Catherine Seghers is in a completely different register. Like an escape from those watercolors in Japanese or Chinese ink. Curiously, it is unconsciously linked to the book because if some see it as folded paper, we see the world of the book: so many books worked in fans, wings spread from writing to painting.
The missing daughter of publisher Seghers has, as if inadvertently or intentionally, imbued her work with her legacy.
Catherine Seghers studied drawing at the Colarossi studio, then at the Académie de la Grande Chaumière, where she was introduced to painting. Meets Hans Bellmer who introduces him to engraving. Work the intaglio at Friedlander. Exhibits in several galleries. Discover the monotype technique, and illustrate all of Louis Calaferte’s theater, as well as a collection of poems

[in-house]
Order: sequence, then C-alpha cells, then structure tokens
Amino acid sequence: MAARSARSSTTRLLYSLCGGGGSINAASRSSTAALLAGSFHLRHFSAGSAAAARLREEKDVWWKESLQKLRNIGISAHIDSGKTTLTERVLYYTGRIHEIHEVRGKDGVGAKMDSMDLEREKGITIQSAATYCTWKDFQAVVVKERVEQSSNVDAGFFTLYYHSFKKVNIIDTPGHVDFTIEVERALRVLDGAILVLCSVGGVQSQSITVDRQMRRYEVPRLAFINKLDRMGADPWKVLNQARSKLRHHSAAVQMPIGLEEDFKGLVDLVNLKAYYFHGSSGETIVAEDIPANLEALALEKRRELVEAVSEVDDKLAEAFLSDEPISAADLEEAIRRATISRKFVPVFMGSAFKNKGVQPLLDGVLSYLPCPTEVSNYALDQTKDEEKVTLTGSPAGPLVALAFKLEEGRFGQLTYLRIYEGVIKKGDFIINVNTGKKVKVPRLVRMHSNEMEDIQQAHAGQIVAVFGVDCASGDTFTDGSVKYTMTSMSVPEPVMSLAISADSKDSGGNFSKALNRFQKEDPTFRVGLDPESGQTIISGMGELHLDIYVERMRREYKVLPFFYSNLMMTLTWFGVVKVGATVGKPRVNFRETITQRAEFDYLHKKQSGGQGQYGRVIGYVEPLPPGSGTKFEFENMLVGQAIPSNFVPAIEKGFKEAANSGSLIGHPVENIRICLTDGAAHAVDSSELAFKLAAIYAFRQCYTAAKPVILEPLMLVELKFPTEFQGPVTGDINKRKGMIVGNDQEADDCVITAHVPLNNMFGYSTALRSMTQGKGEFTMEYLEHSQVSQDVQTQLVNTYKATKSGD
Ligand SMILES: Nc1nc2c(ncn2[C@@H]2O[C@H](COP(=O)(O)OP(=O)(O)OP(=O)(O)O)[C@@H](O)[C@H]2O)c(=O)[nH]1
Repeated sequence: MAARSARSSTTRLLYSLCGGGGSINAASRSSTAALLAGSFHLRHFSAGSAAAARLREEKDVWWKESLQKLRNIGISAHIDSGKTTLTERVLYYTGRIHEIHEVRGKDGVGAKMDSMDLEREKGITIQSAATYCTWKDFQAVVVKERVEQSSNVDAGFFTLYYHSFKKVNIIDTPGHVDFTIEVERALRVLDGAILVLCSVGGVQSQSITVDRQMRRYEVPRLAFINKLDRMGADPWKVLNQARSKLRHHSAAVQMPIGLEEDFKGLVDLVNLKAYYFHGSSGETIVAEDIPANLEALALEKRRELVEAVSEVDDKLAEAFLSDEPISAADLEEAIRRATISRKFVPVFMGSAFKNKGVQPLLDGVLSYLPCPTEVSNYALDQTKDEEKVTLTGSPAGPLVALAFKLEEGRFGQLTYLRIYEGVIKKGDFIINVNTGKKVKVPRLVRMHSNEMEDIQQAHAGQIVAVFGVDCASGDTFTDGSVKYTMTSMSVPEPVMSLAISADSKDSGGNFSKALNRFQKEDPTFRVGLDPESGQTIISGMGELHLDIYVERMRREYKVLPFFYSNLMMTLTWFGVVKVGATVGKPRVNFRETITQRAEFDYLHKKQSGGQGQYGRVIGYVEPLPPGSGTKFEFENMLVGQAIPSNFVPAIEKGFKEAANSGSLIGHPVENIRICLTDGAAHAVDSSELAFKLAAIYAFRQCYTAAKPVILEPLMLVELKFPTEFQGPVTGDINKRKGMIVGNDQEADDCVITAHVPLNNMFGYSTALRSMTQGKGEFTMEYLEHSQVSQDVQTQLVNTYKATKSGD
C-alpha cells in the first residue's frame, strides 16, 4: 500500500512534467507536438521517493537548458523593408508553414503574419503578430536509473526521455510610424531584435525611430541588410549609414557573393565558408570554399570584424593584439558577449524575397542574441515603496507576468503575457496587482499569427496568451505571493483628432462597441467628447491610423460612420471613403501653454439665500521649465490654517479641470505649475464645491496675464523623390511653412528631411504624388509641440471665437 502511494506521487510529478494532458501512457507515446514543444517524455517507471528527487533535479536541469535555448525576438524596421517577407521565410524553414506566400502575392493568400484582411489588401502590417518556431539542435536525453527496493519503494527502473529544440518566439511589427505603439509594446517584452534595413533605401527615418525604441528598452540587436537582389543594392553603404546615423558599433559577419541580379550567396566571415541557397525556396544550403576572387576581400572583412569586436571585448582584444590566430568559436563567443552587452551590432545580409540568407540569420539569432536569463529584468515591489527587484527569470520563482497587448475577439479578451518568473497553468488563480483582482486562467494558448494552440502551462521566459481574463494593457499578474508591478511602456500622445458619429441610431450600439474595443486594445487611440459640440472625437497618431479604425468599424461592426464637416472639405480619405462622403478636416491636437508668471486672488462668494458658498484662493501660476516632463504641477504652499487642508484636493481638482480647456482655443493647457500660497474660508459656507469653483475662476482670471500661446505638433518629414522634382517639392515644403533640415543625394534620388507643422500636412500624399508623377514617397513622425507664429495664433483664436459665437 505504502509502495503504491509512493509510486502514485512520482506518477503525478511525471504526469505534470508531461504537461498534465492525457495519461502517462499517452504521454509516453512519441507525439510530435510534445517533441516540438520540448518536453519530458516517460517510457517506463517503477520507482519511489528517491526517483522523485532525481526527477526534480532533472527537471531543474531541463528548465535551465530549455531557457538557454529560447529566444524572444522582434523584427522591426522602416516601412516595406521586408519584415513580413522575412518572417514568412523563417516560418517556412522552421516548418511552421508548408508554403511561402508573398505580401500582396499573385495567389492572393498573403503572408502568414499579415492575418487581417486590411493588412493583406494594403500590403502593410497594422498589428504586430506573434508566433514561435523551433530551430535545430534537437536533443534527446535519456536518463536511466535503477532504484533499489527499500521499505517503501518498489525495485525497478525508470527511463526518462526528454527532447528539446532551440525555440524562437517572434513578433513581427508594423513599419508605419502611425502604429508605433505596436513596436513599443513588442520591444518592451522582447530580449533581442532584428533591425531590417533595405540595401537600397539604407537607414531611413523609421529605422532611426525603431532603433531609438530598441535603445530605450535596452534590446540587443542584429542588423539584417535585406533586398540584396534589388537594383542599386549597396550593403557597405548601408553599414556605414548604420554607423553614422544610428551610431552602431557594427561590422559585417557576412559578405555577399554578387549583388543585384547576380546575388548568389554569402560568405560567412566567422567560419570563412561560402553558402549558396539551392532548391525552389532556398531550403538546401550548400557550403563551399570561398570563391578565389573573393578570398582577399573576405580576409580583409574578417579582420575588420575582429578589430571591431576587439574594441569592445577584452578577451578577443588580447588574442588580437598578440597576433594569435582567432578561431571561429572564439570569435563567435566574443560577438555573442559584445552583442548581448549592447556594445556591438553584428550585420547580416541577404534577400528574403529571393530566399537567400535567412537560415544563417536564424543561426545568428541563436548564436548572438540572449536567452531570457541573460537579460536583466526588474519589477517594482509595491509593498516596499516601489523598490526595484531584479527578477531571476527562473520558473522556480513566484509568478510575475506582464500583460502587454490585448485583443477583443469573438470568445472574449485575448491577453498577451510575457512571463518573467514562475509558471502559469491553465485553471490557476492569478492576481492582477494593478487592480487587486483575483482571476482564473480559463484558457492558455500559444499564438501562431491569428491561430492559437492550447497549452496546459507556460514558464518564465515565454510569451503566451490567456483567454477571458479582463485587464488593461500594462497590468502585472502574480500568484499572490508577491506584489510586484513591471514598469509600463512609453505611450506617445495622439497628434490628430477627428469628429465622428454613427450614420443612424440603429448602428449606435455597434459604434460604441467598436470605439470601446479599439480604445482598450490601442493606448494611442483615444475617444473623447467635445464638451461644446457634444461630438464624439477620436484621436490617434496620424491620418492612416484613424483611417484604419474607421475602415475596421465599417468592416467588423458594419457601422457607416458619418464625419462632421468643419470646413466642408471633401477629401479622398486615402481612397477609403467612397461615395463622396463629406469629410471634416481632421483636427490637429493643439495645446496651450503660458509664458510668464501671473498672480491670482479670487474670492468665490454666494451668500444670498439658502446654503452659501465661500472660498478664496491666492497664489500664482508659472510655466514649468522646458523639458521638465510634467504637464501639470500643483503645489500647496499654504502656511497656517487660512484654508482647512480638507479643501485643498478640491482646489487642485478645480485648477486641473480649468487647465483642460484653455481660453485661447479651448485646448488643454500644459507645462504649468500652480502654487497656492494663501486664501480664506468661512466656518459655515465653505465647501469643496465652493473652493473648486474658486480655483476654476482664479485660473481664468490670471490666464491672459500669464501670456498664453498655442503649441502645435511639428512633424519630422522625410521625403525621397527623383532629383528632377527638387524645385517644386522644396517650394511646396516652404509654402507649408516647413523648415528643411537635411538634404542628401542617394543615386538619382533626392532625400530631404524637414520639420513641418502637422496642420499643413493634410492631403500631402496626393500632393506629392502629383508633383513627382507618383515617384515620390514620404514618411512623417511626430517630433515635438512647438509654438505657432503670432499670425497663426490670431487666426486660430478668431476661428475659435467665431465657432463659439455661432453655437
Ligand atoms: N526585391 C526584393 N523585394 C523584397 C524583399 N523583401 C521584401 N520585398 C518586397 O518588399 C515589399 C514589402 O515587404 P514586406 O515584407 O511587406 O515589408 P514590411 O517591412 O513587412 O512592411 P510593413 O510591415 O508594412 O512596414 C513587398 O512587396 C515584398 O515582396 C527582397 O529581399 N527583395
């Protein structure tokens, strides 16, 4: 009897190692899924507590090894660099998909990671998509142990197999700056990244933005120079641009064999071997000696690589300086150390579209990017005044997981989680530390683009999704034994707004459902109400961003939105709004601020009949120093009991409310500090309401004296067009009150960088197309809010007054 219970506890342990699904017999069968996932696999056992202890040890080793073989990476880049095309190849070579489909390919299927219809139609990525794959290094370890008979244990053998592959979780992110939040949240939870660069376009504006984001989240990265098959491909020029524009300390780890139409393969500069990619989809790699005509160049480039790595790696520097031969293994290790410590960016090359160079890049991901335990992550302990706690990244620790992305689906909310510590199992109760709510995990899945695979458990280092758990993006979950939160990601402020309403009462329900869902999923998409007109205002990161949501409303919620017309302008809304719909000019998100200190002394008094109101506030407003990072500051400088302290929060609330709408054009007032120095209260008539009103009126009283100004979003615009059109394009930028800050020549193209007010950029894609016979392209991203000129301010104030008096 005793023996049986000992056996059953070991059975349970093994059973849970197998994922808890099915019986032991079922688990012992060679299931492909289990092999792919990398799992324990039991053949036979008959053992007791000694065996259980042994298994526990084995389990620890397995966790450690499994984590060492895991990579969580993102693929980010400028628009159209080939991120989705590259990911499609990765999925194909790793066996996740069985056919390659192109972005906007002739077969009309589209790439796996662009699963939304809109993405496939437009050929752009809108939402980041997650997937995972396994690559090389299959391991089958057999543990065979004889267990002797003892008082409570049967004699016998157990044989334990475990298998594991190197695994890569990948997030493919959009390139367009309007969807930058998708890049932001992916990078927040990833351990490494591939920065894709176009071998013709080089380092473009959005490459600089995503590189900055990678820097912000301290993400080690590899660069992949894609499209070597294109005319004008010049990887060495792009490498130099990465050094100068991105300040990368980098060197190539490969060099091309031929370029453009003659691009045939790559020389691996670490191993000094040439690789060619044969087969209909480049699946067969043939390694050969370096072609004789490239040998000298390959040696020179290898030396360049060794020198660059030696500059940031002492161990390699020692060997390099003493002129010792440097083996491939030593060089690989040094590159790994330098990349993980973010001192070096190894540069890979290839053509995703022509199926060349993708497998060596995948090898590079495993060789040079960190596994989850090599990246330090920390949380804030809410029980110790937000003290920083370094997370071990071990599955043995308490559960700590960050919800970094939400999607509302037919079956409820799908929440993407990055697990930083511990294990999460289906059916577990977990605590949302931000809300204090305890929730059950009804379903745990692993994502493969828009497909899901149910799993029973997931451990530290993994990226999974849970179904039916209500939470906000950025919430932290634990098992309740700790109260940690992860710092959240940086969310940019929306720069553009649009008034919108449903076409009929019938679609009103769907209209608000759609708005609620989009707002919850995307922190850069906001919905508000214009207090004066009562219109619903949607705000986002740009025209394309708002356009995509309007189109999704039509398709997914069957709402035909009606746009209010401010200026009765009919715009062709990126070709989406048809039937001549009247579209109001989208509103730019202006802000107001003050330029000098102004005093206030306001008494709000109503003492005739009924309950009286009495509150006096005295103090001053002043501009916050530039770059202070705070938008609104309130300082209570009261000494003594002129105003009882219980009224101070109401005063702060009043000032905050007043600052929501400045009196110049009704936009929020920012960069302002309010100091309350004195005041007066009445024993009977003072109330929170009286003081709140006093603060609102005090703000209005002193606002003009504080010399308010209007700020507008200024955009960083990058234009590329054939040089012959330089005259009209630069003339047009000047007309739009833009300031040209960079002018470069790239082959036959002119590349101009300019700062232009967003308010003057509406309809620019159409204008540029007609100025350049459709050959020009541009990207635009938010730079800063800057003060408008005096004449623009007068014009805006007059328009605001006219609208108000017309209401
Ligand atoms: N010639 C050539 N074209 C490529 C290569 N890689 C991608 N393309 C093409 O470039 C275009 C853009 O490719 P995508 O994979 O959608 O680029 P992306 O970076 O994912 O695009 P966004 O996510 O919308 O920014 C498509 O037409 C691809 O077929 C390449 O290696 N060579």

Catherine SEGHERS studied drawing at the Académie de la Grande Chaumière in Paris in 1956, then engraving in the studio of FRIEDLANDER in 1960.
She meets André BRETON, Hans BELLMER and Unica ZURN, strong personalities who confirm her taste for drawing and engraving.
She has participated in numerous exhibitions in Buenos-Aires, Paris, Mexico City, Denmark and recently in Tokyo.
“Folded papers are at the heart of Catherine SEGHERS’s inspiration, in these series of female figures in bluish tones. Behind the serene tranquility of this world, nestles a delight of pleats, which echo the collage compositions also practiced by the artist.
The arch of the eyebrows punctuates the enigmatic slit of the gaze; “The ladies of Catherine” have fire on their cheeks in their impassive face; this blush betrays their secret sensitivity, who knows, their sensuality.
An evanescent grace matches the placidity of the massive nose that evokes oceanic statues. Are these mischievous deities watching over this world of folds? “